How to Travel the World with 10 Pounds or Less (Plus: How to Negotiate Convertibles and Luxury Treehouses) 331 Comments
The incredible Sony VAIO VGN-TXN27N laptop. This beauty is less than 2″ thick and weighs 2.8 lbs. If I add a few ounces of weight with the extended battery (on the right) and trick it out, I can get 15 hours of battery life.
The name of the game in world travel is being “fashionably light.”
Hauling a five-piece Samsonite set around the planet is hell on earth. I watched a friend do this up and down dozens of subway and hotel staircases in Europe for three weeks, and — while I laughed a lot, especially when he resorted to just dragging or throwing his bags down stairs — I’d like to save you the breakdown. Trip enjoyment is inversely proportionate to the amount of crap (re: distractions) you bring with you.
Practice in 30-plus countries has taught me that packing minimalism can be an art.
I returned from Costa Rica last Wednesday, and have since landed in Maui, where I’ll stay for one week. What did I pack and why? Check out the video…
I practice what I’ll label the BIT methodof travel: Buy It There.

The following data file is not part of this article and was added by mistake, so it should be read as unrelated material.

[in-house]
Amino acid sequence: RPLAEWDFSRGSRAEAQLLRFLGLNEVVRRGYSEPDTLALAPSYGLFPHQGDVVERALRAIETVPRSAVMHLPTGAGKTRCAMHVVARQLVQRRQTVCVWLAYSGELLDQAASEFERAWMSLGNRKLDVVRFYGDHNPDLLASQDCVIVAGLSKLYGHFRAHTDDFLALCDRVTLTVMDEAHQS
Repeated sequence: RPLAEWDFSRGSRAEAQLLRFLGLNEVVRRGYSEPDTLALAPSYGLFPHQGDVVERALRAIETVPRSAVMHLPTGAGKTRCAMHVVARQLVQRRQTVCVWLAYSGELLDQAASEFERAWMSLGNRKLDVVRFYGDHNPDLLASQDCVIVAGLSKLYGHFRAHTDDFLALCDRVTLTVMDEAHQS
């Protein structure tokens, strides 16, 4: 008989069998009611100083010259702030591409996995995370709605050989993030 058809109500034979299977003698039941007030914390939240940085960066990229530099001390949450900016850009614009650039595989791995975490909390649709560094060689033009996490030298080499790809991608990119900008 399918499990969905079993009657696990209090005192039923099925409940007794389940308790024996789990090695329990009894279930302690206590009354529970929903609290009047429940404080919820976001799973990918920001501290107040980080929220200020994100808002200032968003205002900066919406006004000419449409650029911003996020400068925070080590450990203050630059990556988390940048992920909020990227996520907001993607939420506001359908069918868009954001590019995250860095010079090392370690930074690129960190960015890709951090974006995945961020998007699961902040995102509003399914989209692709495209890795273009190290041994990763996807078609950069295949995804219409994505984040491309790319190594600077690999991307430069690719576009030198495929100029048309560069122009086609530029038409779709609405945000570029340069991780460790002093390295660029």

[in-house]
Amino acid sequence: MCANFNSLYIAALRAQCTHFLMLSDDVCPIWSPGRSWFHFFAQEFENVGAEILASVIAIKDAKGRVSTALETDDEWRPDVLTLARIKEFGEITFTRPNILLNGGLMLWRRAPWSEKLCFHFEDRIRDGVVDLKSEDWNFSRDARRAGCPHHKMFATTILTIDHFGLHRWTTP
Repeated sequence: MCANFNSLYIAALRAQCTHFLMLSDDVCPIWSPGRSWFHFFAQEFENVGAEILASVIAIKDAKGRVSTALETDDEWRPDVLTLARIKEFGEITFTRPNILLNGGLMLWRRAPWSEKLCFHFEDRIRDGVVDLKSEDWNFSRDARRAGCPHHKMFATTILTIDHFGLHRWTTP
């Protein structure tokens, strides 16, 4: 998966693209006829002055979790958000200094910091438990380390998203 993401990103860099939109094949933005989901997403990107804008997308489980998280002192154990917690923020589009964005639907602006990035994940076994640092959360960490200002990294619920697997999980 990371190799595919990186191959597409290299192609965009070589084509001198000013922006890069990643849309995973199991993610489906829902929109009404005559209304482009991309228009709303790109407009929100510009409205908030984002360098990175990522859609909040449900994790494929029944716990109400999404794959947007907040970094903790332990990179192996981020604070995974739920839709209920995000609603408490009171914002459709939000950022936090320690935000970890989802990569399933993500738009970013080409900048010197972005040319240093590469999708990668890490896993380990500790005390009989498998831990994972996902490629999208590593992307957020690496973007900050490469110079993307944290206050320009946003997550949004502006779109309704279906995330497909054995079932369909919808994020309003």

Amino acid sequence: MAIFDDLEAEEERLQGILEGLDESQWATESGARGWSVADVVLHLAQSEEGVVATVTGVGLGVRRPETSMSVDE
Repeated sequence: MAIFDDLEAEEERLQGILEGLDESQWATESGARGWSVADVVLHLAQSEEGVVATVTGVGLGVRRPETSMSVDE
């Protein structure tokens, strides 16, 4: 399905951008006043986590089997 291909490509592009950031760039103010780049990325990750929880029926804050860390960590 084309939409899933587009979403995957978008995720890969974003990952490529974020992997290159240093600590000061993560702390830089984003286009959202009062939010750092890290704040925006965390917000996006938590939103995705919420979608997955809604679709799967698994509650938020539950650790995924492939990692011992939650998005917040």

If you pack for every contingency — better bring the hiking books in case we go hiking, better bring an umbrella in case it rains, better bring dress shoes and slacks in case we go to a nice restaurant, etc. — carrying a mule-worthy load is inevitable. I’ve learned to instead allocate $50-200 per trip to a “settling fund,” which I use to buy needed items once they’re 100% needed. This includes cumbersome and hassle items like umbrellas and bottles of sunscreen that love to explode. Also, never buy if you can borrow. If you’re going on a bird watching trip in Costa Rica, you don’t need to bring binoculars — someone else will have them.
Here’s the Maui list, listed from top-to-bottom, left-to-right:
-1 featherweight Marmot Ion jacket (3 oz.!)
-1 breathable Coolibar long-sleeve shirt. This saved me in Panama.
-1 pair of polyester pants. Polyester is light, wrinkle-resistant, and dries quickly. Disco dancers and flashpackers dig it.
-1 Kensington laptop lock, also used to secure all bags to stationary objects.
-1 single Under Armour sock, used to store sunglasses
-2 nylon tanktops
-1 large MSR quick-dry microfiber towel, absorbs up to 7 times its weight in water
-1 Ziploc bag containing toothbrush, travel toothpaste, and disposable razor
-1 Fly Clear biometric travel card, which cuts down my airport wait time about 95%
-2 pairs of Exofficio lightweight underwear. Their tagline is “17 countries. 6 weeks. And one pair of underwear.” I think I’ll opt for two, considering they weigh about as much as a handful of Kleenex. One other nice side-effect of their weight: they’re much more comfortable than normal cotton underwear.
-2 pairs of shorts/swimsuits
-2 books: Lonely Planet Hawaii and The Entrepreneurial Imperative (the latter comes highly recommended. Check it out)